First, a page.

Matthew 5:44

ESV But I say to you, Love your enemies and pray for those who persecute you,
NIV But I tell you, love your enemies and pray for those who persecute you,
NASB But I say to you, love your enemies and pray for those who persecute you,
CSB But I tell you, love your enemies and pray for those who persecute you,
NLT But I say, love your enemies! Pray for those who persecute you!
KJV But I say unto you, Love your enemies, bless them that curse you, do good to them that hate you, and pray for them which despitefully use you, and persecute you;
NKJV But I say to you, love your enemies, bless those who curse you, do good to those who hate you, and pray for those who spitefully use you and persecute you,

What does Matthew 5:44 mean?

Jesus' long list of reversals in chapter 5 concludes with this one. His listeners had grown up under a partly correct teaching. God's Word does, indeed, command us to love our neighbor as our self (Leviticus 19:18). However, it seems that the religious leaders were also teaching that it was permissible—possibly even mandatory—to hate one's enemies (Matthew 5:43). Jesus again declares that God's intent for the righteousness of His people goes beyond selfishness and legalism. It implies something much more difficult and more like God Himself.

Instead of only acting in love towards neighbors, Jesus tells His disciples to love their enemies and even to pray for those who persecute them. Though few people live this out, in a meaningful way, the idea is deeply ingrained in western culture. Many modern people have heard this teaching, or variations on it, all our lives. That makes it easy to forget how radical the claim was, especially for those who live with daily threats from dire enemies, as did the first-century Israelites.

On one hand, becoming part of the Roman empire brought benefits. Rome typically did not destroy those they conquered—rather, they allowed relative freedom with a set of conditions. Israel continued to function as Israel in many ways, and they experienced a form of peace under Roman rule. That said, Rome ruled over conquered nations absolutely and severely. Dissent beyond the established limits was savagely punished. Crucifixions were common and brutal. Roman soldiers enjoyed privileges and took liberties with Jewish citizens under their thumb. The Roman tax burden left many people in near poverty. The Jewish people understandably viewed Rome as their enemy.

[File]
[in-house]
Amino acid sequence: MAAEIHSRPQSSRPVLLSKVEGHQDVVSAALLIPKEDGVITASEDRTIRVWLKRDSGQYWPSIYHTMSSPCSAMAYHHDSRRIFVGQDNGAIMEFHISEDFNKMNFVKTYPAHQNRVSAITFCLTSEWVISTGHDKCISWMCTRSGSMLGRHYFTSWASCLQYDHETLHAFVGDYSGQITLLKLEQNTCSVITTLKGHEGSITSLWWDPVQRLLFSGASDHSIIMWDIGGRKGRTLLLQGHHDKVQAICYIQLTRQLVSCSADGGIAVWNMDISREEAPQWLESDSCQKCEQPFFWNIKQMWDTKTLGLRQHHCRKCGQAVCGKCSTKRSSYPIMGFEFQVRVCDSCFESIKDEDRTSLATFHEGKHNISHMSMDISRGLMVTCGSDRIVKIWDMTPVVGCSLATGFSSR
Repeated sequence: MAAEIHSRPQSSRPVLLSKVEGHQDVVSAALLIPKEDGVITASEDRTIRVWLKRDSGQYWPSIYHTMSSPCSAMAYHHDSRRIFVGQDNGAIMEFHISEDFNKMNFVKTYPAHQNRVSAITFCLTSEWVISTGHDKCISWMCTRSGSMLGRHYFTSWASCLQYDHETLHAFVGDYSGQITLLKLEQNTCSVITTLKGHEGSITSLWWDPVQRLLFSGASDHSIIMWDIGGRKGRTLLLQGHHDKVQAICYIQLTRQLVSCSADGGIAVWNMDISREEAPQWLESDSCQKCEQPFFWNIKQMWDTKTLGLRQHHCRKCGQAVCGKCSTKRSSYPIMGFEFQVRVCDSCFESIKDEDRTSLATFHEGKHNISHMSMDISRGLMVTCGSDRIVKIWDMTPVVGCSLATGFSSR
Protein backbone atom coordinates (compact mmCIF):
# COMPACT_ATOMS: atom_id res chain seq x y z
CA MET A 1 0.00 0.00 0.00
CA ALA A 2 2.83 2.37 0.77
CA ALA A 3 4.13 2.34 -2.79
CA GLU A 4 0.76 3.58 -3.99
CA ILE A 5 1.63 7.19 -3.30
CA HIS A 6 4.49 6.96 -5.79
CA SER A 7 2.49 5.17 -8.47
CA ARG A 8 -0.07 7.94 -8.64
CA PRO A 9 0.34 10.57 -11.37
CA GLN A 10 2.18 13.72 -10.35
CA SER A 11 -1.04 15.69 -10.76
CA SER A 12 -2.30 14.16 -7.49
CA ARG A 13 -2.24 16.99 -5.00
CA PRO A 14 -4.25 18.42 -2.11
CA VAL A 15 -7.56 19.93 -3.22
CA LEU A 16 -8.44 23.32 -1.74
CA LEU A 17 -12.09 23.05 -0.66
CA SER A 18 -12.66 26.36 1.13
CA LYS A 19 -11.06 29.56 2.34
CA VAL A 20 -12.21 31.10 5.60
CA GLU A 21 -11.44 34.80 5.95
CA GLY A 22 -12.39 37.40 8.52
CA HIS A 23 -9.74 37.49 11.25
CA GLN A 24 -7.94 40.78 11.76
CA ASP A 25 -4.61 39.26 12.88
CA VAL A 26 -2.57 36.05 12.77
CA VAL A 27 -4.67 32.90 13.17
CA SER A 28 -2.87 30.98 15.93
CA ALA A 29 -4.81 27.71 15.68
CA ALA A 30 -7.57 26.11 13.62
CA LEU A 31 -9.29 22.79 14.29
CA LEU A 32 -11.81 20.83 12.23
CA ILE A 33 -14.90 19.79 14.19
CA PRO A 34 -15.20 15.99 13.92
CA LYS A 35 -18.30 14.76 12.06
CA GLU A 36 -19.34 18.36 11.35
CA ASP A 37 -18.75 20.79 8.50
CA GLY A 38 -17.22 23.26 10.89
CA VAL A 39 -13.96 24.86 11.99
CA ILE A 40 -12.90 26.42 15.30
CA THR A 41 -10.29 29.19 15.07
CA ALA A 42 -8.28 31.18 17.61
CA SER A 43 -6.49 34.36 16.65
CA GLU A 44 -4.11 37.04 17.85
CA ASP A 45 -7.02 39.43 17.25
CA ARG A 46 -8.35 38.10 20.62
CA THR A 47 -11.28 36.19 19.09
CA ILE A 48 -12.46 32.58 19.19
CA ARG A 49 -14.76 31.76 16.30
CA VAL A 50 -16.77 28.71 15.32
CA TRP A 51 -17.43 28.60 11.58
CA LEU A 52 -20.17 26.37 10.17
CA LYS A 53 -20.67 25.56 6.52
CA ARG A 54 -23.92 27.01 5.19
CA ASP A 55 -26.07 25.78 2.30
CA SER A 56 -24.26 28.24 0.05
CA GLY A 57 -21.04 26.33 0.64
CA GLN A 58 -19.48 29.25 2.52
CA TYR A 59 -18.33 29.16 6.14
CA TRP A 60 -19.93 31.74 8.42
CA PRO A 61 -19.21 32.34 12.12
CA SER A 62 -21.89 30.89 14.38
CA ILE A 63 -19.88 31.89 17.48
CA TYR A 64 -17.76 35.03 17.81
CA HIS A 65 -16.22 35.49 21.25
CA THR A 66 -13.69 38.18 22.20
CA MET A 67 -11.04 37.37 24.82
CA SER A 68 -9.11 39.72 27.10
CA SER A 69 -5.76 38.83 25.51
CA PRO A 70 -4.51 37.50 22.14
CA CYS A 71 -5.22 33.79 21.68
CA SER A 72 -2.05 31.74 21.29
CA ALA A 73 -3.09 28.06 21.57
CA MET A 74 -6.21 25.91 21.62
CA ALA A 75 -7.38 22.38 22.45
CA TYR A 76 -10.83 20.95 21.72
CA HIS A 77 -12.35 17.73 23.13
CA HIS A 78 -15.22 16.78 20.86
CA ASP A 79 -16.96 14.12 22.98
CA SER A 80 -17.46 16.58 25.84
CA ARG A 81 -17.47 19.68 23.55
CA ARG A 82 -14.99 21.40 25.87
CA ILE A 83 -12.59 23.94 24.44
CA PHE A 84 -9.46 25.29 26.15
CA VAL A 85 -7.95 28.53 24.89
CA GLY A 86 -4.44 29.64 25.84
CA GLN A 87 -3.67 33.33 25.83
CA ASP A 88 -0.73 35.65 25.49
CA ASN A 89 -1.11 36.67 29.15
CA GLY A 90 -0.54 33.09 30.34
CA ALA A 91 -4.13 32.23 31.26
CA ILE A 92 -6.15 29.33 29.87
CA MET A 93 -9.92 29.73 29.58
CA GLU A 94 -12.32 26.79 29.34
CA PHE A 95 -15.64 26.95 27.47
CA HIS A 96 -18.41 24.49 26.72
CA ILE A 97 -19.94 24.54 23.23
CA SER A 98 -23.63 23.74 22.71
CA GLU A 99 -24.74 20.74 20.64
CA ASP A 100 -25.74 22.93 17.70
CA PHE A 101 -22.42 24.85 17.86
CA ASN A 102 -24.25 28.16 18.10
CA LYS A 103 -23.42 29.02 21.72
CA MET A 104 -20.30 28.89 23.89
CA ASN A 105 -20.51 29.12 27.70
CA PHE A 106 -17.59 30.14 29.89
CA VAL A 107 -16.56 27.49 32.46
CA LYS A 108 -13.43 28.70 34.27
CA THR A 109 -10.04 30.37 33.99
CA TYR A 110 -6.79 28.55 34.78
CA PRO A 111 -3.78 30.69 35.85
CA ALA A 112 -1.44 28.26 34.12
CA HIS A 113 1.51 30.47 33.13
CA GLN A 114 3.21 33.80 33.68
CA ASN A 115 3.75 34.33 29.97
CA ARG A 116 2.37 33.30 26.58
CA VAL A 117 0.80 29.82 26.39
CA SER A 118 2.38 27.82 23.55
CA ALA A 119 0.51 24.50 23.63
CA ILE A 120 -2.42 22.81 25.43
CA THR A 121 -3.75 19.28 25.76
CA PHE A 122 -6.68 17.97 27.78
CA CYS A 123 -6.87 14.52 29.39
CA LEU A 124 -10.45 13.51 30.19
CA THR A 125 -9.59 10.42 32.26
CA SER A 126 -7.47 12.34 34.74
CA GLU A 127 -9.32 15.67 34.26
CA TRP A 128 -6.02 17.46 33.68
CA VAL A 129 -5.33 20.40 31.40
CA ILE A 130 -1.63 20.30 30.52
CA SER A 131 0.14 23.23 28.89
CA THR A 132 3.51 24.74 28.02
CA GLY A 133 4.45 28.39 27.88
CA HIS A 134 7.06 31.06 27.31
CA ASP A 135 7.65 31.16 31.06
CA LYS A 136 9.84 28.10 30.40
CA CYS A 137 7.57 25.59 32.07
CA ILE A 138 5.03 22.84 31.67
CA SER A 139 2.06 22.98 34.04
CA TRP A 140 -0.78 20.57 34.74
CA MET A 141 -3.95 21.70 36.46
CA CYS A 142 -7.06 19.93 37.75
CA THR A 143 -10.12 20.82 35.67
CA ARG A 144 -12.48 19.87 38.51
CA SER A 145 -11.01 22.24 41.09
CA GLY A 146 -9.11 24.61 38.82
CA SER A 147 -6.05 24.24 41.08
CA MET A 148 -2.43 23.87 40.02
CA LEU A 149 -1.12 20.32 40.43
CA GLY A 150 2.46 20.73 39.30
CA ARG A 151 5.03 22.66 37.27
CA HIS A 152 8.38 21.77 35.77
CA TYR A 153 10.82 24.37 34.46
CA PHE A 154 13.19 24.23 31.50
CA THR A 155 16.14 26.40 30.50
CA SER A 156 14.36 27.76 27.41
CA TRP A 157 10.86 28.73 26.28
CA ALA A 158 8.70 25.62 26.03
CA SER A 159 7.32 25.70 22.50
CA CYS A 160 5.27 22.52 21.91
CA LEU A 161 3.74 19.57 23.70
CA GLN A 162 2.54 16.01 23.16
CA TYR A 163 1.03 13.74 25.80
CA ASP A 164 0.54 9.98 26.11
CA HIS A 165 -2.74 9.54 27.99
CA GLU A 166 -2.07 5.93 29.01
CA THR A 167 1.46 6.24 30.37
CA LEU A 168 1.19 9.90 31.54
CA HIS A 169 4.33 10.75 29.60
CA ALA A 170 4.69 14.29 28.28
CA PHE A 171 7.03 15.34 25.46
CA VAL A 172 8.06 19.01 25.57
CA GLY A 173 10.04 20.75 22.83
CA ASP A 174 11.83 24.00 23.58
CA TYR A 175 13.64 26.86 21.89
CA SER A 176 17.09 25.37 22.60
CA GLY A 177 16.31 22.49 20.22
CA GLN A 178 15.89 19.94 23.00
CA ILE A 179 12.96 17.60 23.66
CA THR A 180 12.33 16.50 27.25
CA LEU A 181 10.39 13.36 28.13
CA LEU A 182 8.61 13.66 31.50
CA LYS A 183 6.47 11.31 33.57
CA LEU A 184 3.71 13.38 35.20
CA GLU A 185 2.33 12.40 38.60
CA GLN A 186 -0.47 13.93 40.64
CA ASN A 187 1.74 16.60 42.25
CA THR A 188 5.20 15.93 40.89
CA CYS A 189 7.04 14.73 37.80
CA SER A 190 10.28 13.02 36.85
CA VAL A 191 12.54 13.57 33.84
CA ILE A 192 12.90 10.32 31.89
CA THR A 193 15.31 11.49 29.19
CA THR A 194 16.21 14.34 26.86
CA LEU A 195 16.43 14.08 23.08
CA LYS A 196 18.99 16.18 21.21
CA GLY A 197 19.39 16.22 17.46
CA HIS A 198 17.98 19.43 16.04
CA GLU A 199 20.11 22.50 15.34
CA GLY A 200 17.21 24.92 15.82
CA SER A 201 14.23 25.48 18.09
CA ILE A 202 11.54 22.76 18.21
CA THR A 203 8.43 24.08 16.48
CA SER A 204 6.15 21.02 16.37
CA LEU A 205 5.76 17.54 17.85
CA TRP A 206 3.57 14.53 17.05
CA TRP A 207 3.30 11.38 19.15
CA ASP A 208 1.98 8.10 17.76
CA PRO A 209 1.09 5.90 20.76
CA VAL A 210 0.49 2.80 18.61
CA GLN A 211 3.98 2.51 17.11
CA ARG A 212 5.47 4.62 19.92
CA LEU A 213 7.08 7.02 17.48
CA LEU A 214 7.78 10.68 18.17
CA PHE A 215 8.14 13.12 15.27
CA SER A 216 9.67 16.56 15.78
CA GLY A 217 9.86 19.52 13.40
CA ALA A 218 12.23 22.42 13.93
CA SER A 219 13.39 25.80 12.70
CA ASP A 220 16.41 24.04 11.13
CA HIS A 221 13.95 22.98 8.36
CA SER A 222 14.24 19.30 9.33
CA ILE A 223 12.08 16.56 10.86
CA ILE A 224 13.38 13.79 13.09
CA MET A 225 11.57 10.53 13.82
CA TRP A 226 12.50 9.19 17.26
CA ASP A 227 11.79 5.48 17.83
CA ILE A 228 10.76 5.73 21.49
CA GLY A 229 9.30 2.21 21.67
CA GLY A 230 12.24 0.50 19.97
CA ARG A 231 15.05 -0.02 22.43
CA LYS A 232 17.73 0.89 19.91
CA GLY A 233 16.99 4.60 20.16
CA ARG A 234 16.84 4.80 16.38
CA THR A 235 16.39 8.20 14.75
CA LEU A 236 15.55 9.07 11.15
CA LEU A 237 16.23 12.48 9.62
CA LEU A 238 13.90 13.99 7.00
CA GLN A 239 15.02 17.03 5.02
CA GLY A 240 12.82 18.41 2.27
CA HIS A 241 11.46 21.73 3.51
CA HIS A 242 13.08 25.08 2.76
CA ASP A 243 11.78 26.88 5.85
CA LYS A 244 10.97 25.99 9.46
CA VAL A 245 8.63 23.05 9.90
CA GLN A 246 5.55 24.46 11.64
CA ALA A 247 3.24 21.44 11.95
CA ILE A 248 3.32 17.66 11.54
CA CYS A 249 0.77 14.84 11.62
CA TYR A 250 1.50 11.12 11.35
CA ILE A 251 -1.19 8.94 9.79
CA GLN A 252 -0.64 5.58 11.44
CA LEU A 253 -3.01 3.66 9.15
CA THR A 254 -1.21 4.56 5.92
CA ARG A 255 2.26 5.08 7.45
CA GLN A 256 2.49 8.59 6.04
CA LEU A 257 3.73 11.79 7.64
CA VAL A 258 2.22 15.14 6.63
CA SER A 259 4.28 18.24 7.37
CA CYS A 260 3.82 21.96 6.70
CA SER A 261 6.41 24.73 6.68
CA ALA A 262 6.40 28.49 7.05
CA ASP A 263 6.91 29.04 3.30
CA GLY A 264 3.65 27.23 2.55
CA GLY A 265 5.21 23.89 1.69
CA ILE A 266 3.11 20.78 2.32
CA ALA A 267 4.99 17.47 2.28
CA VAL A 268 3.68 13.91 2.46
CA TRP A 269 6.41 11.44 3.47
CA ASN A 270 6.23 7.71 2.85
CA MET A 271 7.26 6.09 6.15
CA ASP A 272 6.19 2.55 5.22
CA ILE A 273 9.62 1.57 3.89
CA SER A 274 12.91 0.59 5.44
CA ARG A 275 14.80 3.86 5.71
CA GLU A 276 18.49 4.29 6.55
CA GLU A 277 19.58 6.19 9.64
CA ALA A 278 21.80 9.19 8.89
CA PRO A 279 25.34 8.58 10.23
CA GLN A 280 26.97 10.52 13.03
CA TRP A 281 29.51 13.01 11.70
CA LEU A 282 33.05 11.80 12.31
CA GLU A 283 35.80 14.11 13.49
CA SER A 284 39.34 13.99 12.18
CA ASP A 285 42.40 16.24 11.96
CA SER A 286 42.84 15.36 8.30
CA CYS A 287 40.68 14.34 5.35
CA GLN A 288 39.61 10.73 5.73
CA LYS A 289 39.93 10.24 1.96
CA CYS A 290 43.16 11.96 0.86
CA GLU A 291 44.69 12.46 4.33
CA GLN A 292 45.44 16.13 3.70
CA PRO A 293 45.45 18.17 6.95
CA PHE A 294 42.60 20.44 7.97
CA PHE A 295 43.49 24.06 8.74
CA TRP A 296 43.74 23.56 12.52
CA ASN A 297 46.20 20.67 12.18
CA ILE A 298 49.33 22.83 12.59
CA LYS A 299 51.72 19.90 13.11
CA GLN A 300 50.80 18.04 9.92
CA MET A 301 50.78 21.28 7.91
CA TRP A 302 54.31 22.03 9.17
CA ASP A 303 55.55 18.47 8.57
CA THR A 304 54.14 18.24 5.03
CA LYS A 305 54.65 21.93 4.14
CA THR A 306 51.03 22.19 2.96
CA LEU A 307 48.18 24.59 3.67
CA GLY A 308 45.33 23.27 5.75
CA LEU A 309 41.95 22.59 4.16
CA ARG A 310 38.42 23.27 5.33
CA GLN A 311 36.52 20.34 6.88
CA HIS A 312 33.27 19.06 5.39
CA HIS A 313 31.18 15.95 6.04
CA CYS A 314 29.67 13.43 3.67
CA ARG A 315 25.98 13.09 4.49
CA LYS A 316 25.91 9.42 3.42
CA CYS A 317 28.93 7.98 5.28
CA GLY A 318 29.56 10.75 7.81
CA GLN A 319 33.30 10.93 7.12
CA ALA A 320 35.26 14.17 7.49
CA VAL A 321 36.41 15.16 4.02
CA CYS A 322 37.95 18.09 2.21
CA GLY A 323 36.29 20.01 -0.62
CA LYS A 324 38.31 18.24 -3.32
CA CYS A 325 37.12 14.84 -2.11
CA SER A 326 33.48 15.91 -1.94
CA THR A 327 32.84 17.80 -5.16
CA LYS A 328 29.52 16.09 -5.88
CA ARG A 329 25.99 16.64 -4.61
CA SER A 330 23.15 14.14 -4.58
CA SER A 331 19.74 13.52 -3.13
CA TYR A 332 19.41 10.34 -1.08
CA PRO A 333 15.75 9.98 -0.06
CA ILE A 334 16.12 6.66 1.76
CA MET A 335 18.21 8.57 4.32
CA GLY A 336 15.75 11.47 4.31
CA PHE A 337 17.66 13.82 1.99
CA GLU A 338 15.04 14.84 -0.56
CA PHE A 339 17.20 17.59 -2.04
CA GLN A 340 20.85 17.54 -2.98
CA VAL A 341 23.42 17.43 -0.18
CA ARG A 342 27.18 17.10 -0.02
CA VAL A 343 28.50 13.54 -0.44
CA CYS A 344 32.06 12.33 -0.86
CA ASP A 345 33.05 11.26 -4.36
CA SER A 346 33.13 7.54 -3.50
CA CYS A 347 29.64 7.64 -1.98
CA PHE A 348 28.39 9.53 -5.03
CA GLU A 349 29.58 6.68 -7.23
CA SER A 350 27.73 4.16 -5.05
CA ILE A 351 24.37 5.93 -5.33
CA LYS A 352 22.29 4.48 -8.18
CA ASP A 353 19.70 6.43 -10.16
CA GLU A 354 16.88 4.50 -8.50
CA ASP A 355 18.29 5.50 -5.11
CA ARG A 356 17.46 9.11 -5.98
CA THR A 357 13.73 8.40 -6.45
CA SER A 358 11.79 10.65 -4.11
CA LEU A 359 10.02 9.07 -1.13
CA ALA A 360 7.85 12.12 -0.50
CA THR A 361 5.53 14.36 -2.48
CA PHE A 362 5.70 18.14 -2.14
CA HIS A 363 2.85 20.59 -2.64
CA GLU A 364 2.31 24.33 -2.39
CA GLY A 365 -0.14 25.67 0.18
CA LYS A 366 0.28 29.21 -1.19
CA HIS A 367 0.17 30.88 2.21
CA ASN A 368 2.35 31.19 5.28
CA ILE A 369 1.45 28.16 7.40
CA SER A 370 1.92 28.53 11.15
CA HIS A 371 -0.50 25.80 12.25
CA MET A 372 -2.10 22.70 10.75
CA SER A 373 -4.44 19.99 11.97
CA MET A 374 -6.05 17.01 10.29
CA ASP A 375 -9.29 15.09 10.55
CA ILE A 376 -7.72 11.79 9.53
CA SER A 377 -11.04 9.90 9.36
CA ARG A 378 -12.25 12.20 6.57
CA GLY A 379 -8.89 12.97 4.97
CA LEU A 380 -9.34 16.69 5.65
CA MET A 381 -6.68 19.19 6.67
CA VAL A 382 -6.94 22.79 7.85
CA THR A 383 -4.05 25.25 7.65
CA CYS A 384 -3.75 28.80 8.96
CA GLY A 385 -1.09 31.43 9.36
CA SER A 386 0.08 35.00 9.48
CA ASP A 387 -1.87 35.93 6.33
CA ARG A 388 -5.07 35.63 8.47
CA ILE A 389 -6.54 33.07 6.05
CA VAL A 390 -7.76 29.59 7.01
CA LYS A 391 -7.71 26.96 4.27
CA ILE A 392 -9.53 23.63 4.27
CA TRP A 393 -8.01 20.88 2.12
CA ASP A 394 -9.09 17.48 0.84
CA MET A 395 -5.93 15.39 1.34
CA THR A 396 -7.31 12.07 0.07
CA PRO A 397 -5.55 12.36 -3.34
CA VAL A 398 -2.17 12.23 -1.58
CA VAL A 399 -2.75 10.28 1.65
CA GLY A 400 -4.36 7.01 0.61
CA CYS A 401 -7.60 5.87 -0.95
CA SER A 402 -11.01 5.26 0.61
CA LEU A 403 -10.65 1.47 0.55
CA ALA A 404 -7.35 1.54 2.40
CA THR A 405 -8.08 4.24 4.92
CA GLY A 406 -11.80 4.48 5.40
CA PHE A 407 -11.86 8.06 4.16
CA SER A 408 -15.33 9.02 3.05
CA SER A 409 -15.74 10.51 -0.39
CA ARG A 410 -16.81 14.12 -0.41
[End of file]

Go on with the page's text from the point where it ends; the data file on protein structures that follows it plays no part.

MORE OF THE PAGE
And yet, a man thought by many to be the Messiah, the Savior who was supposed to free Israel from her enemies, has just commanded His disciples to love and pray for their enemies. Worse, He equated this with the righteous living needed to enter the kingdom of heaven. This is hard enough to grasp today, but at the time the words were first spoken they would have been shocking.

Christ does nothing to take the edge off this command, either. This is not described as emotional love, or affection. This kind of love is meant to be expressed in action. Offering prayers to God for people who are actively hurting you, especially for being associated with Christ, requires looking at the world in a completely different way. Jesus will escalate the difficulty of His command in the following verses.
What is the Gospel?
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